LETTER: Veloci-RFTA doesn’t add up
I’m a bit confused. The new Veloci-RFTA transit system is designed to move people more efficiently and cut down on traffic in the Roaring Fork Valley, right? Let’s do some math. Simple math at that.
Glenwood’s traffic issue is estimated at about 22,000 cars per day [on Highway 82]. Let’s assume not all 22,000 of those cars stop to shop, or work in Glenwood. Let us also assume that those cars don’t all come from West Glenwood. For this example, let’s say it’s 11,000 cars going south, and later those same 11,000 cars going north. Of those 11,000 cars let’s say 50 percent are commuting workers from the I-70 corridor, so 5,500 cars. Of those 5,500 cars let’s say … oh, about 2,000 wish to switch from private vehicles to the new Veloci-RFTA. OK, so how do we do that? The new Veloci-RFTA does not go past West Glenwood. The RFTA buses serving the people that drive those 5,500 commuter cars offer two buses in the morning. So if you are not leaving, for example, New Castle at 5:55 a.m., or an hour later at 6:55 a.m., your next option is to drive to Glenwood and use one of the park and ride lots. There is one in West Glenwood, and the new transfer station in south Glenwood. Let’s just assume an even split … half of us park in West Glenwood, while the other 1,000 cars try to park at the transfer station. But the lot in West Glenwood doesn’t hold 1,000 Cars … neither does the lot at the transfer station. So here is the confusion … RFTA put more buses on the road, more traffic, to do what? Where are the park and ride lots that actually match, even a portion, of possible commuter ridership numbers? Where is our incentive? How is it easier than driving?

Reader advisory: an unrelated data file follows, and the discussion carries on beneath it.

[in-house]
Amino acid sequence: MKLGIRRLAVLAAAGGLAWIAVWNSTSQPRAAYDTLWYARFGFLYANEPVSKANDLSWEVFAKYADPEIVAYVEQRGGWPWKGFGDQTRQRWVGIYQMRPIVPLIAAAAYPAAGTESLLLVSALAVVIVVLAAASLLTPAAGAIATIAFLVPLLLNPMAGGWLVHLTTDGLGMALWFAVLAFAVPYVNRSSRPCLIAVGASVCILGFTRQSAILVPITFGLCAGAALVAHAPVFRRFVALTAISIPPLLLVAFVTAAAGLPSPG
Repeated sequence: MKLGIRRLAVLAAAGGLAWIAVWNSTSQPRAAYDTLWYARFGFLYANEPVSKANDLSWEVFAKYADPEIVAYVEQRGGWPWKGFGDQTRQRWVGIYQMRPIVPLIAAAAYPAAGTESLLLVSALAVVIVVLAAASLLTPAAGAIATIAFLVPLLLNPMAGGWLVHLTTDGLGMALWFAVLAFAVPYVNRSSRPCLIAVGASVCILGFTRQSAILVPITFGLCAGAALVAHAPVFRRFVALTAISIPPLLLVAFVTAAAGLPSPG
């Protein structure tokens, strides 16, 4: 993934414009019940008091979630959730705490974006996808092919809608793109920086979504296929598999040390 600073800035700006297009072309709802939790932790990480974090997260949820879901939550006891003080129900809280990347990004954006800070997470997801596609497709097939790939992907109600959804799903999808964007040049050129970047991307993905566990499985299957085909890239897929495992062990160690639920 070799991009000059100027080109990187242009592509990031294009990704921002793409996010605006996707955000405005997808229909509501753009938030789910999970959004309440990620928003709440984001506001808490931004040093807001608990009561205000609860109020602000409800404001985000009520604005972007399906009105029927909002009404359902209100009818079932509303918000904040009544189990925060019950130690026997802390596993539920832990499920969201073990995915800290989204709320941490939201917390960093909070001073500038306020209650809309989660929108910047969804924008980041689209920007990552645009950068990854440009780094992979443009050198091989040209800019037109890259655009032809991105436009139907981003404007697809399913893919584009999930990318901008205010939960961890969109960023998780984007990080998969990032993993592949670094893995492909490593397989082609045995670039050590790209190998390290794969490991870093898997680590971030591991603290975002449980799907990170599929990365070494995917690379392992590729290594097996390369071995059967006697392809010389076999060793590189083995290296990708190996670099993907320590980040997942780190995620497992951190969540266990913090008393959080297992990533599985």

After downtown Glenwood dies, it could be a park and ride lot … or a really big bridge to a park and ride lot. Maybe RFTA will name the buses like Boulder has done with Hop, Skip and Jump. May I suggest Pork Barrel, Pork Chop and Bacon.
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